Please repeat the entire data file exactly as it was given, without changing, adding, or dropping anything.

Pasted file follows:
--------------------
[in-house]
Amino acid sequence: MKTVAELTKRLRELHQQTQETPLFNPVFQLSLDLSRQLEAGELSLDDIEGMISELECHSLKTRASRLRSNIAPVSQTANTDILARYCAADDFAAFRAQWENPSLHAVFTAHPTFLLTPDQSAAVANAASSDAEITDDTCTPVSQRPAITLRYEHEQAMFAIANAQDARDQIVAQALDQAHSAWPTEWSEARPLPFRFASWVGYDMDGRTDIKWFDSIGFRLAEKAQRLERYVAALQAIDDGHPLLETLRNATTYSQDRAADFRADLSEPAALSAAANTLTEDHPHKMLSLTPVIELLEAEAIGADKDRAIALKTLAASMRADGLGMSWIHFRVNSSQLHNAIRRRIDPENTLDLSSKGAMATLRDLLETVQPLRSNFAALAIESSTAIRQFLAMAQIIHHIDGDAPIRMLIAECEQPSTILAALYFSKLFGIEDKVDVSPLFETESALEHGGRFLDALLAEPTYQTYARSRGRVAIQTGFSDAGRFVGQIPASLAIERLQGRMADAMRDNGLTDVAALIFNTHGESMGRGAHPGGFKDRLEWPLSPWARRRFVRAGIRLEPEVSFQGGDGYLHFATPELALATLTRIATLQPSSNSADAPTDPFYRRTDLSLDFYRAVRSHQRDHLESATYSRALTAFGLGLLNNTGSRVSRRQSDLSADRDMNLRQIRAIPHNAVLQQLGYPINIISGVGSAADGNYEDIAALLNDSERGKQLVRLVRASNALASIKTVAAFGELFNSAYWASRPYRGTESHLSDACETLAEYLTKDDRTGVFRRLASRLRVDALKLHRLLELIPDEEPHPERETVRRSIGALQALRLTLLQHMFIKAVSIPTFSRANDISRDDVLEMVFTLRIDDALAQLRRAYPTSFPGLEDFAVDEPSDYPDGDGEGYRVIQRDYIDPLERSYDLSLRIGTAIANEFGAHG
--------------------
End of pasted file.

[in-house]
Amino acid sequence: MKTVAELTKRLRELHQQTQETPLFNPVFQLSLDLSRQLEAGELSLDDIEGMISELECHSLKTRASRLRSNIAPVSQTANTDILARYCAADDFAAFRAQWENPSLHAVFTAHPTFLLTPDQSAAVANAASSDAEITDDTCTPVSQRPAITLRYEHEQAMFAIANAQDARDQIVAQALDQAHSAWPTEWSEARPLPFRFASWVGYDMDGRTDIKWFDSIGFRLAEKAQRLERYVAALQAIDDGHPLLETLRNATTYSQDRAADFRADLSEPAALSAAANTLTEDHPHKMLSLTPVIELLEAEAIGADKDRAIALKTLAASMRADGLGMSWIHFRVNSSQLHNAIRRRIDPENTLDLSSKGAMATLRDLLETVQPLRSNFAALAIESSTAIRQFLAMAQIIHHIDGDAPIRMLIAECEQPSTILAALYFSKLFGIEDKVDVSPLFETESALEHGGRFLDALLAEPTYQTYARSRGRVAIQTGFSDAGRFVGQIPASLAIERLQGRMADAMRDNGLTDVAALIFNTHGESMGRGAHPGGFKDRLEWPLSPWARRRFVRAGIRLEPEVSFQGGDGYLHFATPELALATLTRIATLQPSSNSADAPTDPFYRRTDLSLDFYRAVRSHQRDHLESATYSRALTAFGLGLLNNTGSRVSRRQSDLSADRDMNLRQIRAIPHNAVLQQLGYPINIISGVGSAADGNYEDIAALLNDSERGKQLVRLVRASNALASIKTVAAFGELFNSAYWASRPYRGTESHLSDACETLAEYLTKDDRTGVFRRLASRLRVDALKLHRLLELIPDEEPHPERETVRRSIGALQALRLTLLQHMFIKAVSIPTFSRANDISRDDVLEMVFTLRIDDALAQLRRAYPTSFPGLEDFAVDEPSDYPDGDGEGYRVIQRDYIDPLERSYDLSLRIGTAIANEFGAHG